George III’s government, confronted by rebellion, sent in the troops. This triggered the Revolutionary War which lasted seven years and happened when cash-strapped England struggled to afford it. Against the odds, the revolutionaries won, the 13 colonies federated and became the United States of America. The new nation’s constitution was approved in 1787.

That constitution was hammered into shape by a fortuitous coming together of well-educated men enthused by the Enlightenment and experienced in politics or governing. Its basic assumption was that authority came from the people, not from above. It was not the first flowering of democracy (each of the states already had democratic institutions) but it was the first to be built from the bottom up, systematically structuring a federal government which incorporated democracy, the three arms of government and checks to keep those arms in balance. Its crowning glory was the federation of 13 states to form one nation.

Emboldened by this success the nation looked to expand. First came the French Indian war resulting in cementing the new nation over other rivals – the French and then the Spaniards. This extended the nation to the west. The Louisiana Purchase in 1803 added massive territory further to the west. The Mexican War ended in 1848 and fulfilled the “Manifest Destiny” of sea to shining sea. America had become big and strong – but not without a fight. War accompanied the creation of the United States and was the engine of expansion on the North American continent.

But there have been countless overseas wars starting with Jefferson sending a US fleet to fight the Barbara Pirates in 1801. As the hymn of the US Marines goes: From the halls of Montezuma to the shores of Tripoli – we will fight out country’s battles on the land and on the sea. Sixty years later internal divisions led to the five year long Civil War. And it is not fully over yet as the flag-waving at the recent invasion of the Capitol demonstrated. South America, Europe, Korea, Vietnam, and the Middle East have been theatres for the US military.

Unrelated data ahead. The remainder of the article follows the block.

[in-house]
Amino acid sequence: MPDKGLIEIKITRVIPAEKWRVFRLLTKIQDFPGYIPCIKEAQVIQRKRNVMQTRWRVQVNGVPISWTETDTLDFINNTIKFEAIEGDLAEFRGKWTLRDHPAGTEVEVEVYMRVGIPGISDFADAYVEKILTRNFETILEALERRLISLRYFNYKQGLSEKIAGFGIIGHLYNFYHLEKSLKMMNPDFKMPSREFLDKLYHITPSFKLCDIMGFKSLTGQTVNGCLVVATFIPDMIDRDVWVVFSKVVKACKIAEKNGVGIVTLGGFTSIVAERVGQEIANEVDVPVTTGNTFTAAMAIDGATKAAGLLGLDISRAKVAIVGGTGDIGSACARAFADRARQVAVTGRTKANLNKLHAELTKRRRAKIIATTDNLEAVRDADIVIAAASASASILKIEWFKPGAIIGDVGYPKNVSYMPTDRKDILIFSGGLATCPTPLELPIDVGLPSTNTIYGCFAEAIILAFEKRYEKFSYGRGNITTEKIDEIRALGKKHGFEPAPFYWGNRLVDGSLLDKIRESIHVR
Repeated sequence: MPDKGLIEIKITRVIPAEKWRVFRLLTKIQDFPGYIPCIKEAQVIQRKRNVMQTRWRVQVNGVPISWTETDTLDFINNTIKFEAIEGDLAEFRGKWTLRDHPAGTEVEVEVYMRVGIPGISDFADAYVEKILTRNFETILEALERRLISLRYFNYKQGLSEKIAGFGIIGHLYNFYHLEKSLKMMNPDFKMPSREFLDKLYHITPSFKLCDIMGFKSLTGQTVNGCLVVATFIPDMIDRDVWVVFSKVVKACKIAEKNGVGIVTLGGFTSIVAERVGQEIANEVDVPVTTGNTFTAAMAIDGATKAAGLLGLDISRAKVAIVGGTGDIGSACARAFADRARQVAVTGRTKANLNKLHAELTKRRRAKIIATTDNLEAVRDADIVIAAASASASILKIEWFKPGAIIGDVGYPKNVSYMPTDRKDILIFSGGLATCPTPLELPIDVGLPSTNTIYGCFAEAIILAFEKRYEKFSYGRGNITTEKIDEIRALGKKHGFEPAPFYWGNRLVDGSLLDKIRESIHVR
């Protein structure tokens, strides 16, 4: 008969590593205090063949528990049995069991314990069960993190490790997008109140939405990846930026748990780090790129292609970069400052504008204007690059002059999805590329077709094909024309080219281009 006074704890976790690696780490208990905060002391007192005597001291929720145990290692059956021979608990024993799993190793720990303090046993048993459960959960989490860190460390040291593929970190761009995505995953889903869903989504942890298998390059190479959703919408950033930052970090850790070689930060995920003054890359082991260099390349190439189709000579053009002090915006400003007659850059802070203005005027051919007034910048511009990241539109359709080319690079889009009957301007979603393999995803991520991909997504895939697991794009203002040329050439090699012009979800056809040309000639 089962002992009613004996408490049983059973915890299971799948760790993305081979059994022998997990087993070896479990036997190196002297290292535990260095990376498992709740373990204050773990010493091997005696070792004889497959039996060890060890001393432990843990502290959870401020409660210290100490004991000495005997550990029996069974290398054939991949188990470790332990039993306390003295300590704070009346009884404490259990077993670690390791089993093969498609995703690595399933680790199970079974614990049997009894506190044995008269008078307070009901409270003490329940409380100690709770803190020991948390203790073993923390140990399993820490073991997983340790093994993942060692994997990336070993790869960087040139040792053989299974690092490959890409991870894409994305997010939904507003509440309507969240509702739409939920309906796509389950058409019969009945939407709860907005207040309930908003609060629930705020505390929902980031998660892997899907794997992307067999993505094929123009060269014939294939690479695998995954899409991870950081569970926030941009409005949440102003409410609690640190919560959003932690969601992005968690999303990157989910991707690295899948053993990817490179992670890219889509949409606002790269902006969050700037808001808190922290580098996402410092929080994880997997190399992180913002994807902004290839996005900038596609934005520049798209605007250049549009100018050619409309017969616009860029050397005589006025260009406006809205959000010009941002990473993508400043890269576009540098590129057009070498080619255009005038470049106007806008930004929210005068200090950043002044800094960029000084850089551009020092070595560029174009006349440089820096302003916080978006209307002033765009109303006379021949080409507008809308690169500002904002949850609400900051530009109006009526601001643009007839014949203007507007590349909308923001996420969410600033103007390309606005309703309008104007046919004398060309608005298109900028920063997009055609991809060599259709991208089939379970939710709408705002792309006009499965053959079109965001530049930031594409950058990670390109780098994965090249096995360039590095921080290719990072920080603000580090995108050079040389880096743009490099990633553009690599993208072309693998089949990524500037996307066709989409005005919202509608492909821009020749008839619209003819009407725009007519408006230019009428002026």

Since its inception the USA has only had 17 years without war.

Today the USA is on the wane. Divisions that have been growing for some time resulted in the election of Donald Trump. His four years as President drew on those divisions and aggravated them to reach a culmination in an angry mob invading the seat of government. Playing on the resentment of those left behind, he enriched the plutocrats. The originating mercantilism was still there for all to see.

The dispossession of the indigenous Indians was one of the first issues taken up by the first President – George Washington and is still not satisfactorily solved.

The racism which accompanied African slavery has been an engine of division and discrimination. It mutated after emancipation, becoming worse under Jim Crow apartheid. It became ritualised by the Ku Klux Klan and was still there for all to see in the deadly liturgy of the Charleston rally.

Freedom of religion was a founding necessity. But it, too, has been politicised and become a vehicle of division. Concern for the poor, disadvantaged and politically powerless has been discarded and replaced with a Prosperity Gospel that rationalises the policy of poor social welfare. Self-justification takes the form of taking the high moral ground on totemic issues like abortion and “family values” which justify discrimination against homosexuality and gender dysphoria.

Whether my American sociologist friend, quoted at the beginning, is right is a matter for discussion. But his underlying assumption is correct. An emerging nation can never escape its origins.

Eric Hodgens is a retired Catholic Priest with a life-long interest in the US.